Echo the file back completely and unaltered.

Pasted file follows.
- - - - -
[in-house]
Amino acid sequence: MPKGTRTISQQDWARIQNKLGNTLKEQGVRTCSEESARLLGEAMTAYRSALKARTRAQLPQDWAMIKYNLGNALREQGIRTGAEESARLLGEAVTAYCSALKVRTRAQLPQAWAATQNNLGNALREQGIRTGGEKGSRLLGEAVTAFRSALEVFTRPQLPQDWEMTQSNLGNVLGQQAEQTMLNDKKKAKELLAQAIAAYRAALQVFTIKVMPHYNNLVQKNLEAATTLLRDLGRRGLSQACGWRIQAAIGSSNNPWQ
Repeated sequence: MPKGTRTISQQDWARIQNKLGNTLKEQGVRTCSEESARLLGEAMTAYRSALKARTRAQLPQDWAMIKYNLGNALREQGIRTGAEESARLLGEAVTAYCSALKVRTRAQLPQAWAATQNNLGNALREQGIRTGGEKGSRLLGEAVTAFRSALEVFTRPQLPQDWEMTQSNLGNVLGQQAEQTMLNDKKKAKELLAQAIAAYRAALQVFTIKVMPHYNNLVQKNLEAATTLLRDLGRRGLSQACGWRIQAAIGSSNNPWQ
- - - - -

[in-house]
Amino acid sequence: MPKGTRTISQQDWARIQNKLGNTLKEQGVRTCSEESARLLGEAMTAYRSALKARTRAQLPQDWAMIKYNLGNALREQGIRTGAEESARLLGEAVTAYCSALKVRTRAQLPQAWAATQNNLGNALREQGIRTGGEKGSRLLGEAVTAFRSALEVFTRPQLPQDWEMTQSNLGNVLGQQAEQTMLNDKKKAKELLAQAIAAYRAALQVFTIKVMPHYNNLVQKNLEAATTLLRDLGRRGLSQACGWRIQAAIGSSNNPWQ
Repeated sequence: MPKGTRTISQQDWARIQNKLGNTLKEQGVRTCSEESARLLGEAMTAYRSALKARTRAQLPQDWAMIKYNLGNALREQGIRTGAEESARLLGEAVTAYCSALKVRTRAQLPQAWAATQNNLGNALREQGIRTGGEKGSRLLGEAVTAFRSALEVFTRPQLPQDWEMTQSNLGNVLGQQAEQTMLNDKKKAKELLAQAIAAYRAALQVFTIKVMPHYNNLVQKNLEAATTLLRDLGRRGLSQACGWRIQAAIGSSNNPWQ